No one actually does manage to serve as Home Secretary without the innate authoritarianism of the department infecting their views. We could have Peter Tatchell there in office and within months he'd be demanding that we lock 'em all up. But despite our knowing this, despite our understanding that the greatest threat to civil liberty is that very department tasked with overseeing law'n'order, there's still times when it's necessary to point to excesses too great even for them. This is one of them:
Failing crime tsars could be sacked by the Home Secretary under radical plans to rescue the Conservatives’ tarnished law and order policy.
No, absolutely not:
Granting the Home Secretary the power to sack PCCs in extreme circumstances, such as in South York-shire where Mr Wright is clinging to his job despite key figures insisting his position is untenable.
We simply do not have, and should not have, a system in which one part of the governing apparatus gets to fire an elected official.
It's fine to have basic rules about what might happen if someone were convicted of a crime: an MP has to go if they get sentenced to a year and a day in prison for example (think that's right). But we absolutely cannot have a system whereby one group of politicians, or one officer of the state, can decide that an elected official must go simply because they're a bad'un.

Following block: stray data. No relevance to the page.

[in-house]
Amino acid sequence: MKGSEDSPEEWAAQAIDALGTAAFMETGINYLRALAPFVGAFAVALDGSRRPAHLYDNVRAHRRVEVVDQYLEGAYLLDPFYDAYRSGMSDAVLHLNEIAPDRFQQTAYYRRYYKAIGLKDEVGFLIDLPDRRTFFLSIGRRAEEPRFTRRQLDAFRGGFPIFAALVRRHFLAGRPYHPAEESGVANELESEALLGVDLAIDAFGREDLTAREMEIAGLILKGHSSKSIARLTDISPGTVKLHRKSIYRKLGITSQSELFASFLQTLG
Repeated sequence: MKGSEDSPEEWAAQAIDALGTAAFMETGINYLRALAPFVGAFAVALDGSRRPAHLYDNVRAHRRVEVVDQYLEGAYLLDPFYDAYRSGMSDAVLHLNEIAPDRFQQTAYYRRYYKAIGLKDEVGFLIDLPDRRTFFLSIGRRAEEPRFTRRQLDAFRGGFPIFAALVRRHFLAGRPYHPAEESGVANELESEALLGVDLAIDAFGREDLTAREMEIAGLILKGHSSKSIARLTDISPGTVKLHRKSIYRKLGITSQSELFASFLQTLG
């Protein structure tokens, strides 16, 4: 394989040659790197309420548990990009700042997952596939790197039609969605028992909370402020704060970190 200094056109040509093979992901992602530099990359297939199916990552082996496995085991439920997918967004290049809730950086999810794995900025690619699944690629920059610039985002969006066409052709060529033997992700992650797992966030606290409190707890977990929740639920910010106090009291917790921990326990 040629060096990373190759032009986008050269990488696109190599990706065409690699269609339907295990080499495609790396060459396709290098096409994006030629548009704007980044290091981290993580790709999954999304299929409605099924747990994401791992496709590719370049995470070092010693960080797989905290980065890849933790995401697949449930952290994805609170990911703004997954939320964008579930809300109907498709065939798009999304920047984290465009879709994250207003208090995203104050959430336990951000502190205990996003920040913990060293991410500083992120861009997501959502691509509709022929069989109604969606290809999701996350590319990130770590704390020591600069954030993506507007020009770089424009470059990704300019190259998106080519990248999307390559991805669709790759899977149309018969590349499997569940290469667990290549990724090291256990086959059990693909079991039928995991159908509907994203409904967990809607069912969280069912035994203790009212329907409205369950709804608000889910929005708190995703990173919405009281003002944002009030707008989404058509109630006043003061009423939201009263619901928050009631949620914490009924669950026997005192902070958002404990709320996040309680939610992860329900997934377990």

The Home Secretary does not have the power to sack an MP: because we elect MPs. The Home Secretary does not have the power to sack the First Minister of Wales: and it is right and proper that she doesn't.
It might be that we should have PCCs and it might be that we shouldn't. It might be that they should be appointed and it might be that they should be elected. But given that we do have them and that they are elected.....well, it's us that hired them by voting for them and it'll be us that fires them by not voting for them and the Home Secretary can go hang.
Imagine if someone suggested that at some future date a Labour Party Minister should have the ability to sack the duly elected Member of Parliament for Maidenhead? Theresa May would be first upon the barricades protesting this vile intrusion into the democratic process. Which is a useful point for all to remember. When in power never try to claim powers that you really wouldn't want your opponents to have next time around.